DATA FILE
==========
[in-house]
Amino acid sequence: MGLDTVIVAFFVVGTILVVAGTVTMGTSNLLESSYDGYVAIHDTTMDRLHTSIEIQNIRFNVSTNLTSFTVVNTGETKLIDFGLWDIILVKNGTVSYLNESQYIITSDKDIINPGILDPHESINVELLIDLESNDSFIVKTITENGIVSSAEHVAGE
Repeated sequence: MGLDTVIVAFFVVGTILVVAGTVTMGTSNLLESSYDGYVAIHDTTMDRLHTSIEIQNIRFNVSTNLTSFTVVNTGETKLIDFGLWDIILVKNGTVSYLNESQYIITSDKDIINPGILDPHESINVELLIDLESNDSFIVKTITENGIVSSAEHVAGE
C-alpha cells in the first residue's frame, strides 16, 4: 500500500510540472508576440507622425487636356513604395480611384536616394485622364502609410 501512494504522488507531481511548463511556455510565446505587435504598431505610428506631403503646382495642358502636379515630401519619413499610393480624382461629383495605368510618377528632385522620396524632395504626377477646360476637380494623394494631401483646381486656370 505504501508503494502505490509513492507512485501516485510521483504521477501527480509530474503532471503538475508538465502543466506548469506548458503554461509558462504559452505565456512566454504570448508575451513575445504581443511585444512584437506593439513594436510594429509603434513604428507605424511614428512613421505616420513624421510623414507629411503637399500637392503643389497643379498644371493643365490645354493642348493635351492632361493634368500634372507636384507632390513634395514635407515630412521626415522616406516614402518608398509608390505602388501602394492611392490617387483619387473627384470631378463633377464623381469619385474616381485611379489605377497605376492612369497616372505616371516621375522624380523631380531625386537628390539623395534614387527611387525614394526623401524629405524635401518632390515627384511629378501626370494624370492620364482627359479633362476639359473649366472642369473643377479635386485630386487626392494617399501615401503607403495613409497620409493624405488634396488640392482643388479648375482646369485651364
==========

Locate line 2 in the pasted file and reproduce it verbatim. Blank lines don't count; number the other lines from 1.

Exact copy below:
Amino acid sequence: MGLDTVIVAFFVVGTILVVAGTVTMGTSNLLESSYDGYVAIHDTTMDRLHTSIEIQNIRFNVSTNLTSFTVVNTGETKLIDFGLWDIILVKNGTVSYLNESQYIITSDKDIINPGILDPHESINVELLIDLESNDSFIVKTITENGIVSSAEHVAGE